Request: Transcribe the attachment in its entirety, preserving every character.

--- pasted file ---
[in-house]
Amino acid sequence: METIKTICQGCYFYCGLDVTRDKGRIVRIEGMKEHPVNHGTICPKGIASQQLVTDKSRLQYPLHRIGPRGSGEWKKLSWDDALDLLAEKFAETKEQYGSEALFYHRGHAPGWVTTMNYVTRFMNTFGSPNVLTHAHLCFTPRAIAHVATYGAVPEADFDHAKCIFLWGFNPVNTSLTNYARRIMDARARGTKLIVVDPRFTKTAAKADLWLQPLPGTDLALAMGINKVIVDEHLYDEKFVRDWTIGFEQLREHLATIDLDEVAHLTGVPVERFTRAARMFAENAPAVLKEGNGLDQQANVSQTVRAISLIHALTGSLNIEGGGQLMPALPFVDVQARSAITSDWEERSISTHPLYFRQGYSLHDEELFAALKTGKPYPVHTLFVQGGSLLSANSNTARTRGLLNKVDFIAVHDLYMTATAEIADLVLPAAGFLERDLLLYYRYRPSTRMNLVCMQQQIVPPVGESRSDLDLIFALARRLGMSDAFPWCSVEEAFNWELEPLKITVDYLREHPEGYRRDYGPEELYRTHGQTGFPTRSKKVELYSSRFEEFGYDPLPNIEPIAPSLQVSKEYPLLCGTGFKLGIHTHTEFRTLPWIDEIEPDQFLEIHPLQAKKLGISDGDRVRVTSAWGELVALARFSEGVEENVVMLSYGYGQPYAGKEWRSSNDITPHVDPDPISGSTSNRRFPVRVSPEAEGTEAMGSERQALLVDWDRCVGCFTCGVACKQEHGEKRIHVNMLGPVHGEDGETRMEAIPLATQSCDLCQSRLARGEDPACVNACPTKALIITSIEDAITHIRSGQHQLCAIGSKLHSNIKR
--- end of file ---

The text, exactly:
[in-house]
Amino acid sequence: METIKTICQGCYFYCGLDVTRDKGRIVRIEGMKEHPVNHGTICPKGIASQQLVTDKSRLQYPLHRIGPRGSGEWKKLSWDDALDLLAEKFAETKEQYGSEALFYHRGHAPGWVTTMNYVTRFMNTFGSPNVLTHAHLCFTPRAIAHVATYGAVPEADFDHAKCIFLWGFNPVNTSLTNYARRIMDARARGTKLIVVDPRFTKTAAKADLWLQPLPGTDLALAMGINKVIVDEHLYDEKFVRDWTIGFEQLREHLATIDLDEVAHLTGVPVERFTRAARMFAENAPAVLKEGNGLDQQANVSQTVRAISLIHALTGSLNIEGGGQLMPALPFVDVQARSAITSDWEERSISTHPLYFRQGYSLHDEELFAALKTGKPYPVHTLFVQGGSLLSANSNTARTRGLLNKVDFIAVHDLYMTATAEIADLVLPAAGFLERDLLLYYRYRPSTRMNLVCMQQQIVPPVGESRSDLDLIFALARRLGMSDAFPWCSVEEAFNWELEPLKITVDYLREHPEGYRRDYGPEELYRTHGQTGFPTRSKKVELYSSRFEEFGYDPLPNIEPIAPSLQVSKEYPLLCGTGFKLGIHTHTEFRTLPWIDEIEPDQFLEIHPLQAKKLGISDGDRVRVTSAWGELVALARFSEGVEENVVMLSYGYGQPYAGKEWRSSNDITPHVDPDPISGSTSNRRFPVRVSPEAEGTEAMGSERQALLVDWDRCVGCFTCGVACKQEHGEKRIHVNMLGPVHGEDGETRMEAIPLATQSCDLCQSRLARGEDPACVNACPTKALIITSIEDAITHIRSGQHQLCAIGSKLHSNIKR